Neilan Laboratory of Microbial & Molecular Diversity

Microbial beasts, yeasts, and ancient reefs

Professor Brett Neilan, molecular biologist and microbial chemist, brings his considerable skillset to the University of Newcastle.

The identification and genetic manipulation of unexplored microorganisms could revolutionise everything from polymer production to pharmacology to sun protection.

From the deep-sea, to hot springs, to the human gut, a massive and diverse range of diminutive life forms on this planet has been left largely unprobed.

Professor Brett Neilan

And that is where Brett Neilan steps into the picture.

New technology in the field of genomics has allowed scientists to begin molecular bio prospecting – looking for undiscovered microorganisms, fungi and bacteria, for utilisation in industry and medicine.

Australia is at the forefront of the research into the genetics of toxic bacteria and algae, with Brett part of the group that first identified the genes that make these toxins. As Global Innovation Chair within the School of Environmental and Life Sciences, Brett aims to continue with his research, whilst facilitating the fusion of the diversity of skill sets within the school.

Shuffling Genes

Brett began his research career looking into genetic diseases, like muscular dystrophy, and how they are passed from parents to children.

From there, he moved into the environmental microbiology space, investigating the genetic makeup of toxins produced by cyanobacteria, or blue-green algae.

Not only are cyanobacteria toxins fatal in large doses, but in China particularly, long-term accumulation has been linked to increases in liver cancer.

Identifying the genes in these toxins means a clear process for testing water purity. If the genes are present in the water, the toxins are present too.

This obvious application could have major impact on the health of millions across the globe.

Other applications are becoming apparent.

“We can also now change the structure of those toxins by modifying the genetics, by shuffling the genes around you can make different toxins.”

Natural Medicines

But why would we need more toxins?

Microbes produce toxins as a defense system. Traditionally we have viewed them as a danger to the human body. Noting that any compound is fatal at the wrong dose, Brett is using his knowledge to change long held perspectives on naturally occurring toxins.

“An antibiotic or immunosuppressant are both toxins, but we don’t see them that way because they actually help us,” Brett says.

Saxitoxin, found in shellfish, is known to cause fatal paralysis.

“But at the correct dose, saxitoxin is a very effective painkiller,” Brett claims.

“Plus it is organic and non-addictive.”

Cynobacteria, also known as blue-green algae, can be a dangerous in waterways. (Credit: Wikimedia)

As it turns out, the genes that make toxins in cyanobacteria are extremely similar to the genes that make penicillin, or cyclosporine.

“These toxins can also be used to study how cells in our body change and divide through the life cycle,” Brett points out.

Another application of microorganism toxins Brett is currently working on is their potential use as alternative food preservatives.

Supply and Harvest

One of the stumbling blocks to harvesting naturally occurring ingredients for use in medicine is the inevitably finite supply.

Brett reveals that it is more often a symbiotic organism attached to a plant or animal that has healing properties, rather than the plant or animal itself. Therefore, over-harvesting not only threatens the environment in which the microbial life thrives, but is inefficient.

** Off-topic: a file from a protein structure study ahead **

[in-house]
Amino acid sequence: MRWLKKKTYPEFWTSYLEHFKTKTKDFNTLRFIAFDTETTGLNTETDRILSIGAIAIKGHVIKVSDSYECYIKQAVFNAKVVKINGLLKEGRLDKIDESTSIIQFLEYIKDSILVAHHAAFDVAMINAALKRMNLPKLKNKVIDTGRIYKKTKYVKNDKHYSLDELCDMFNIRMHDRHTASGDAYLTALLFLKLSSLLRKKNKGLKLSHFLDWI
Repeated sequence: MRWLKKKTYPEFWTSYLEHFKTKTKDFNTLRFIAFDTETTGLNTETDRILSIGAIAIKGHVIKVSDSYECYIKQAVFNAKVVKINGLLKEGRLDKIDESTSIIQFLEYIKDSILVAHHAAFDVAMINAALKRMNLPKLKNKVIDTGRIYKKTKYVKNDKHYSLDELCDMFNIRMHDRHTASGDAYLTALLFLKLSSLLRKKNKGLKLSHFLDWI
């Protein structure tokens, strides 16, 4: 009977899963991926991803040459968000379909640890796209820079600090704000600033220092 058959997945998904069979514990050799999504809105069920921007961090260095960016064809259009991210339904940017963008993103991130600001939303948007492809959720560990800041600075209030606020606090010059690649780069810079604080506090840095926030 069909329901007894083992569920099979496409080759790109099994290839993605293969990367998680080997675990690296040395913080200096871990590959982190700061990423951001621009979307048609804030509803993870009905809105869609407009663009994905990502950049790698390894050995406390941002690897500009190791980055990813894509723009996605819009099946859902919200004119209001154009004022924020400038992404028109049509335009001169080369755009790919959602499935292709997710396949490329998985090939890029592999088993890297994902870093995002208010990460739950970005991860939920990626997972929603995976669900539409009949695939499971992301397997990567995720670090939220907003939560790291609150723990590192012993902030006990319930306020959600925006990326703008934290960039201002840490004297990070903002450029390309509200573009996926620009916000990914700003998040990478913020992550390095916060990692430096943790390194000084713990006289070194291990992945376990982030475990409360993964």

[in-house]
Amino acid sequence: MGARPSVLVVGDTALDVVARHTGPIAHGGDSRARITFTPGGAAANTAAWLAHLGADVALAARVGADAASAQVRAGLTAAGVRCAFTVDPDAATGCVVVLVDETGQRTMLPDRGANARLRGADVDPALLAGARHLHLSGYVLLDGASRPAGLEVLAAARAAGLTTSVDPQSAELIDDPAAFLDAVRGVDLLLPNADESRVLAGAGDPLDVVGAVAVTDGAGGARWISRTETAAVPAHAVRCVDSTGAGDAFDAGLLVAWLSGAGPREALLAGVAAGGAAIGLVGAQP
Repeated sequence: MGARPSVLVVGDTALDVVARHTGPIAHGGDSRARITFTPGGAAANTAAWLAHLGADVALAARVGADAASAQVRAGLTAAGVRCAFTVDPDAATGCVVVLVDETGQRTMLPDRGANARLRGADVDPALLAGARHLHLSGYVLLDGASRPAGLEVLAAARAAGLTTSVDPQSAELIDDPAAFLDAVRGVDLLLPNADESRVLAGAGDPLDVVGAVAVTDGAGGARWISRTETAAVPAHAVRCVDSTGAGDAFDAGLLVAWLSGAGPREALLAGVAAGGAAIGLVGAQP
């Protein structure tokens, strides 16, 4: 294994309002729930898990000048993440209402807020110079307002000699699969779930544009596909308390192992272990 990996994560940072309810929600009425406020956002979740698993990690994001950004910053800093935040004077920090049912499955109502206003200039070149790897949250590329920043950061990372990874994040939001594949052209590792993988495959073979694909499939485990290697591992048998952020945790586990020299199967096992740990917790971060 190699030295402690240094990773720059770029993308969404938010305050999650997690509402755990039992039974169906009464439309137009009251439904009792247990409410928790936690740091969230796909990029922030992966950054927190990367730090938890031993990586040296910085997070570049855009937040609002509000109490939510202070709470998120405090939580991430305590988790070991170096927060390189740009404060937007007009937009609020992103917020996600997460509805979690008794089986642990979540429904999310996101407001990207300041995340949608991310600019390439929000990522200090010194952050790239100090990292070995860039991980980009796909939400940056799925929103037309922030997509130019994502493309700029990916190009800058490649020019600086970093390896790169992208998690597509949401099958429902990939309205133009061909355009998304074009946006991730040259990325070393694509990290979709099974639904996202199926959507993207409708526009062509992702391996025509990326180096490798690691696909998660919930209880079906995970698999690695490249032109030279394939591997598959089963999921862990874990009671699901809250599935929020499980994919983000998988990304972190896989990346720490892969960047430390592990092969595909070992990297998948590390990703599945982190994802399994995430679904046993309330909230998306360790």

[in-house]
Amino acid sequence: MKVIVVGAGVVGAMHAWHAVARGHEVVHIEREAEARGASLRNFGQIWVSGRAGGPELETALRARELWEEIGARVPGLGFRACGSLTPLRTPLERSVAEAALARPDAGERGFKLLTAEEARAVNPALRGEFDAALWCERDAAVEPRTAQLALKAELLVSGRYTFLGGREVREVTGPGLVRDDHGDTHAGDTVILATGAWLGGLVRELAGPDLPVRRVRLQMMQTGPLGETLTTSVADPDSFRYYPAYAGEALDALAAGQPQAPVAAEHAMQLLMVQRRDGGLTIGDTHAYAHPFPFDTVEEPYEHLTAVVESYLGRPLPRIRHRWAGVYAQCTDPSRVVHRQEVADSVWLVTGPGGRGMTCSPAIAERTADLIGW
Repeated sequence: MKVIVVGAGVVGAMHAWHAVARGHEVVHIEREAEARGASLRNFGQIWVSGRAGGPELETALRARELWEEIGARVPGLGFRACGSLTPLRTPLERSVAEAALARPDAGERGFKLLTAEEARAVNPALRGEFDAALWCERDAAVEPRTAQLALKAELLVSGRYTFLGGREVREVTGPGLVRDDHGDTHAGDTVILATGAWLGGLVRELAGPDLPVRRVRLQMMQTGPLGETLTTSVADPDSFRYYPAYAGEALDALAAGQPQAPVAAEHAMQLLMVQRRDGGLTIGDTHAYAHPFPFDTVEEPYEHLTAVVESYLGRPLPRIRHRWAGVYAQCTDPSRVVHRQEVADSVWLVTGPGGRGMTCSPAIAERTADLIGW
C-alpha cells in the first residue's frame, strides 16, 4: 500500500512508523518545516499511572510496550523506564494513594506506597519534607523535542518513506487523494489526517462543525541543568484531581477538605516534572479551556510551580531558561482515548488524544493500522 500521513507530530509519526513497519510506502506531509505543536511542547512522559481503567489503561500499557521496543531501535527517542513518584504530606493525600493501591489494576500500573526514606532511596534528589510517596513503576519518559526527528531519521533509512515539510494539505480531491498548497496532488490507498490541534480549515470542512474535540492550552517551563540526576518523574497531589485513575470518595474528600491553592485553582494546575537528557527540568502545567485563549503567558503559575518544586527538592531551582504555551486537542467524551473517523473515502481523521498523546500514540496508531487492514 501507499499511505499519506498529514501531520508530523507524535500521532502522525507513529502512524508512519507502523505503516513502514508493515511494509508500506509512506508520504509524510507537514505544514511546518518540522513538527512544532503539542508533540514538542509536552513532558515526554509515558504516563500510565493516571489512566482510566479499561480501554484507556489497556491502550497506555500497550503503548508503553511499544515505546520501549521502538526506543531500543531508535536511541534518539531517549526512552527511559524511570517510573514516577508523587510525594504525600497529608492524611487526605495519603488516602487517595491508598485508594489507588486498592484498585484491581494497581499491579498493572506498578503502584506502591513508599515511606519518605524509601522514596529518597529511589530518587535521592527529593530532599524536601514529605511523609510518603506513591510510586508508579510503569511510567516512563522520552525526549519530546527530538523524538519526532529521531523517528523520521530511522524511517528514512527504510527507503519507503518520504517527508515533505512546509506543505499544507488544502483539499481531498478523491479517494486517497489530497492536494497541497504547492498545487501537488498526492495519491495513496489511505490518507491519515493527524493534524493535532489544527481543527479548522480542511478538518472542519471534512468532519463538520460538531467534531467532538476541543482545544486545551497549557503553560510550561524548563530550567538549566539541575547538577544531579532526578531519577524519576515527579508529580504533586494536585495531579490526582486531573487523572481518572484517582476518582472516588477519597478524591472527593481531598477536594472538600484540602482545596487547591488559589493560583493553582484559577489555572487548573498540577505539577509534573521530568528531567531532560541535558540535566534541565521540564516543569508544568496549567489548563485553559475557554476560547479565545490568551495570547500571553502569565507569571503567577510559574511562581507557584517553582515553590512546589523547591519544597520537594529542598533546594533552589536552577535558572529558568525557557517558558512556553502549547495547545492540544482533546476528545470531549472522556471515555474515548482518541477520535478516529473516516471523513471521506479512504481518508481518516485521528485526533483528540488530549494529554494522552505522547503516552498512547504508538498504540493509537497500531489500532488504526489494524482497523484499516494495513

Another enemy of natural harvesting is time. Host organisms may take years to develop to the point where they are able to support the target microbes.

Using molecular biology, however, Brett can transfer the genes of the targeted symbiont into a fast growing mass production medium such as yeast or E. coli.

This technique makes the drug simpler to farm and harvest, and fast growing, without affecting the population of the microbes or their hosts, or creating chemical waste.

“You can produce biofuel and biomass, but you can also produce this value added substance, which could typically be an antibiotic or some type of drug,” Brett says.

“It could also be a precursor to a bio plastic, or polymer”.

Extreme Environments

To extend his work from the research to production, Brett relocated to Newcastle to take advantage of the region’s expertise in boutique brewing, and high end manufacturing ethos.

He has a knack of knowing where to be at the right time.

Microcystis aeruginosa, seen here with its photosynthetic pigments all aglow under UV microscopy, produces microcystin, the world’s most common freshwater toxin.

After receiving a PhD from the University of New South Wales, Brett has held postdoctoral positions at Stanford (NASA Fellow) and Humboldt University Berlin (Alexander von Humboldt Fellow).

His first postdoctoral research program, with Professors Don Lowe and David Relman was the first investigation of microbial life associated with stromatolites using modern molecular biological and phylogenetic techniques.

Stromatolites are biologically formed geological structures grown by bacteria that have existed in hyper saline waters in subtropical regions, such as Shark Bay in Western Australia, for more than three billion years.

It is in these extreme environments that Brett believes the microbial life that will provide us with new medicines and applications for industry will be found.

“We are targeting what we are calling extreme environments, or understudied environments,” Brett says.

“If there is undiscovered microbial life, there are probably undiscovered chemical entities that are present.”

“Now we have the technology to discover and farm these undiscovered microbes, we can expect all kinds of revolutionary innovations and applications.”